My First Drunk
It is St. Patrick’s Day—my eighth consecutive sober St. Patrick’s Day. But with all the boozing that has been misidentified with St. Patrick (and the Irish) I am brought back to the boozy honeymoon of my first drunk.
Drinking fascinated me before I ever drank. I used to collect Absolut Vodka ads and drape them to the walls of my bedroom. I sneaked sips here and there from a discarded beverage. I drank a warm Budweiser that I found in the garage. But it was when I was twelve, and sleeping over at my best friend’s house that I experienced my first drunk.
We had it all pretty well planned: the James Bond marathon on TBS gives us an excuse to sleep in the TV room where the bar is. We steal from the clear liquors and refill what we take with water. We’ll drink, chew lots of gum, then go to sleep.
A little after midnight, with no light but the glow emanating from Sean Connery racing in a speed boat, we stood in front of a liquor cabinet filled with sweet liquid rebellion. We knew to mix Absolut Vodka with Tropicana Orange Juice to make a screwdriver.
After we forced a highball—half-vodka, half-orange juice—down our gullet, my friend suggested we stop. I informed him that we weren’t drunk yet. “Watch.” I put my arms at either side, and toe-to-heel, with tightrope walker concentration, walked a straight line on the broad carpet back to the liquor cabinet. “You’re drunk if you can’t walk a straight line. Haven’t you seen Cops? We’re not there yet.”
I wanted us proper drunk; but at some point that night, I overshot the mark.
I woke up in the basement, face down on the carpet, with a Nintendo controller imprinted on my forearm and the Super Mario Brothers inviting me to “Press Start.” A strange joy came when my friend told me what I couldn’t remember. I felt I had arrived by reaching a state of mind where I could act without thinking. In the conflicting bouts of identity formation, this is paradise—a refuge from inner-criticism and awkward inhibitions. I was someone incarnate, some stranger in my skin who behaved without the burden of self. He was a person others talked about, and I wanted to meet him again.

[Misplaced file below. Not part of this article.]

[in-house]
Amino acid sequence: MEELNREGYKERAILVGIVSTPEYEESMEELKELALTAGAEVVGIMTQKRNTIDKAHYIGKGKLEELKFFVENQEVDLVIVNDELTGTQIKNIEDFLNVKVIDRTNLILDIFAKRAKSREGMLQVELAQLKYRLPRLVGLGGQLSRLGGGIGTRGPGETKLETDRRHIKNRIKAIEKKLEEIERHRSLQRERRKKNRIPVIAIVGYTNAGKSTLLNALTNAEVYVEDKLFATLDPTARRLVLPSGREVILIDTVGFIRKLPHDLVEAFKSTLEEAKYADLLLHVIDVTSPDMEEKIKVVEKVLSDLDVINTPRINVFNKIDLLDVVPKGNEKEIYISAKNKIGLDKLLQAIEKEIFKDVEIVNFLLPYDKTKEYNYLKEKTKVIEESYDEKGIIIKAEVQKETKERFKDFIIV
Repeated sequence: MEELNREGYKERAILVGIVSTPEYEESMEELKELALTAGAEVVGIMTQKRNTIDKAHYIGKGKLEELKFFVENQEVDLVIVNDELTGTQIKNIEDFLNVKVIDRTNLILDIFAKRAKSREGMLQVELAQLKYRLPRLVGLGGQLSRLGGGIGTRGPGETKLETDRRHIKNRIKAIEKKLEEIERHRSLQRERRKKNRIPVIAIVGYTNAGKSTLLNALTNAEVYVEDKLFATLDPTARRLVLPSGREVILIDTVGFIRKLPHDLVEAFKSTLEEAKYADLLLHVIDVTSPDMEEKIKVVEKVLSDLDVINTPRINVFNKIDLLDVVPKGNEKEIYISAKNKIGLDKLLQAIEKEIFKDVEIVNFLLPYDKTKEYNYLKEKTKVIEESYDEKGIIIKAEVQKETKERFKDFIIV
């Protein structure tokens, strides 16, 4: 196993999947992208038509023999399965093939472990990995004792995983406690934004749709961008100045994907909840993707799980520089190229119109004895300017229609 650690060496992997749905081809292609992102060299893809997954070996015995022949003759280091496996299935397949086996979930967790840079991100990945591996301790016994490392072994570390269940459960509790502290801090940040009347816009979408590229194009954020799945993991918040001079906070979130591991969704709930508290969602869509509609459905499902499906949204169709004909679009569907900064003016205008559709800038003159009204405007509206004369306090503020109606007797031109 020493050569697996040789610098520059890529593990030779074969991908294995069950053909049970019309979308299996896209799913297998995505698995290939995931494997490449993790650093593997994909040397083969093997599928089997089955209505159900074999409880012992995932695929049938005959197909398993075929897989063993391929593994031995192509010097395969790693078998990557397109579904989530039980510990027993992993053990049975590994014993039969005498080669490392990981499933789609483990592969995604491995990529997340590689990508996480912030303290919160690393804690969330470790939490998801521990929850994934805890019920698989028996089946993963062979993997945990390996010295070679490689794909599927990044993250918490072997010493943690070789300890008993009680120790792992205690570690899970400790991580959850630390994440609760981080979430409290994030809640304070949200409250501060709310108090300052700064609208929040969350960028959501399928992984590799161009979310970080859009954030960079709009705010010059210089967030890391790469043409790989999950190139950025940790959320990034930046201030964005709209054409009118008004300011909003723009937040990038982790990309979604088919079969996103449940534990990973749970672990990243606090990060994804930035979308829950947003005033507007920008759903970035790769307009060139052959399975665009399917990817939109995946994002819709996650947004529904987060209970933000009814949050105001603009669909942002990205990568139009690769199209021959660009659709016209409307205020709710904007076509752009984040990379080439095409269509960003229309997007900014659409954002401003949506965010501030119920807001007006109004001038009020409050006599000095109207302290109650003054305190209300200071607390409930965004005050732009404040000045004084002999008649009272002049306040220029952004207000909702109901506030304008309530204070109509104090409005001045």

And I did. Blackout-drinking became a typical night out for me. Only I began waking up in strange places with strange people. I once woke up with my jaw broken. The uninhibited stranger wielded a sledgehammer and smashed up my life, my relationships—my sanity.
It wasn’t until I first admitted I was an alcoholic that I began to feel comfortable in my own skin. And I’ve found as long as I honestly accept who I am—an alcoholic and drug addict—there is no stranger gnawing at my bones to be set free.
Wholly me, I can experience the miracle of the mundane: spending time with my children, or listening to early spring rainfall on the rooftop. Tonight I welcome back my wife and kids from their four night trip.
Tonight, when I tell my son how much I missed him,
there will be no stranger in my skin trying to crawl out the door.